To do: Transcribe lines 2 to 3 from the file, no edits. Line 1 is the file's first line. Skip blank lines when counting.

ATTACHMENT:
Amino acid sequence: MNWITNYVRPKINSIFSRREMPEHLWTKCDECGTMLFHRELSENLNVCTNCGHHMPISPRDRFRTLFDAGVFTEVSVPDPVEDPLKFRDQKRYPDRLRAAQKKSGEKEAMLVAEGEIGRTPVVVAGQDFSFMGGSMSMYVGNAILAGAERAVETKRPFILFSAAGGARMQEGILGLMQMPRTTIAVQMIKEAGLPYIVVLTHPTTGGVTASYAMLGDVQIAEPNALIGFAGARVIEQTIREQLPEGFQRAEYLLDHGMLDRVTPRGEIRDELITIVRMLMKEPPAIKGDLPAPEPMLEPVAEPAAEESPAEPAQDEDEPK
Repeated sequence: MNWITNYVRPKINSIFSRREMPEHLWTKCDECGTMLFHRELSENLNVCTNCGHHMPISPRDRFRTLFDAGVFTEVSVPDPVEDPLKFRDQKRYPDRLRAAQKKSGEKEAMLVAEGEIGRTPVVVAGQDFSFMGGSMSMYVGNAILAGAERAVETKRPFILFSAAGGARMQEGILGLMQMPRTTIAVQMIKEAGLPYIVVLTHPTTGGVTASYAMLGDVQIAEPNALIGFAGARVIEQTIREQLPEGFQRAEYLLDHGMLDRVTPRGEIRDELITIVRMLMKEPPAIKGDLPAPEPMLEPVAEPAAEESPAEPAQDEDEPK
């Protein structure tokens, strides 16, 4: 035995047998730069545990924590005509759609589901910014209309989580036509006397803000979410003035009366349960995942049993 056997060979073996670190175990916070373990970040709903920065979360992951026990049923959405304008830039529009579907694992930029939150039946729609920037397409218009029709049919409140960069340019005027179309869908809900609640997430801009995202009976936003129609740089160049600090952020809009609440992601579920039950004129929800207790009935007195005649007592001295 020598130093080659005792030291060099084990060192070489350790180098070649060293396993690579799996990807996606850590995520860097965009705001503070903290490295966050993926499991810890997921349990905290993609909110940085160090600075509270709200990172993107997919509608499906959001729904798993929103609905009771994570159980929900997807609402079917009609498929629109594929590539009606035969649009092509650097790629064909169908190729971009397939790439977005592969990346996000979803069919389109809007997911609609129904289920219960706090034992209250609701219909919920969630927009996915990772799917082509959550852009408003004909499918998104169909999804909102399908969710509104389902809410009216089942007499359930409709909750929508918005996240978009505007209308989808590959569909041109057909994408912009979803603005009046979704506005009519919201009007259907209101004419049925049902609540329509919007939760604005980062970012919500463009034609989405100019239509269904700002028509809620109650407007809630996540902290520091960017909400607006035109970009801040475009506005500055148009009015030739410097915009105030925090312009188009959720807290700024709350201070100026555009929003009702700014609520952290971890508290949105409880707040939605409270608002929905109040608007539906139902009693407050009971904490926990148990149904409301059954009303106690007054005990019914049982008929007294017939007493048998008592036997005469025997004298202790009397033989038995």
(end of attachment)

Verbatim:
Repeated sequence: MNWITNYVRPKINSIFSRREMPEHLWTKCDECGTMLFHRELSENLNVCTNCGHHMPISPRDRFRTLFDAGVFTEVSVPDPVEDPLKFRDQKRYPDRLRAAQKKSGEKEAMLVAEGEIGRTPVVVAGQDFSFMGGSMSMYVGNAILAGAERAVETKRPFILFSAAGGARMQEGILGLMQMPRTTIAVQMIKEAGLPYIVVLTHPTTGGVTASYAMLGDVQIAEPNALIGFAGARVIEQTIREQLPEGFQRAEYLLDHGMLDRVTPRGEIRDELITIVRMLMKEPPAIKGDLPAPEPMLEPVAEPAAEESPAEPAQDEDEPK
């Protein structure tokens, strides 16, 4: 035995047998730069545990924590005509759609589901910014209309989580036509006397803000979410003035009366349960995942049993 056997060979073996670190175990916070373990970040709903920065979360992951026990049923959405304008830039529009579907694992930029939150039946729609920037397409218009029709049919409140960069340019005027179309869908809900609640997430801009995202009976936003129609740089160049600090952020809009609440992601579920039950004129929800207790009935007195005649007592001295 020598130093080659005792030291060099084990060192070489350790180098070649060293396993690579799996990807996606850590995520860097965009705001503070903290490295966050993926499991810890997921349990905290993609909110940085160090600075509270709200990172993107997919509608499906959001729904798993929103609905009771994570159980929900997807609402079917009609498929629109594929590539009606035969649009092509650097790629064909169908190729971009397939790439977005592969990346996000979803069919389109809007997911609609129904289920219960706090034992209250609701219909919920969630927009996915990772799917082509959550852009408003004909499918998104169909999804909102399908969710509104389902809410009216089942007499359930409709909750929508918005996240978009505007209308989808590959569909041109057909994408912009979803603005009046979704506005009519919201009007259907209101004419049925049902609540329509919007939760604005980062970012919500463009034609989405100019239509269904700002028509809620109650407007809630996540902290520091960017909400607006035109970009801040475009506005500055148009009015030739410097915009105030925090312009188009959720807290700024709350201070100026555009929003009702700014609520952290971890508290949105409880707040939605409270608002929905109040608007539906139902009693407050009971904490926990148990149904409301059954009303106690007054005990019914049982008929007294017939007493048998008592036997005469025997004298202790009397033989038995």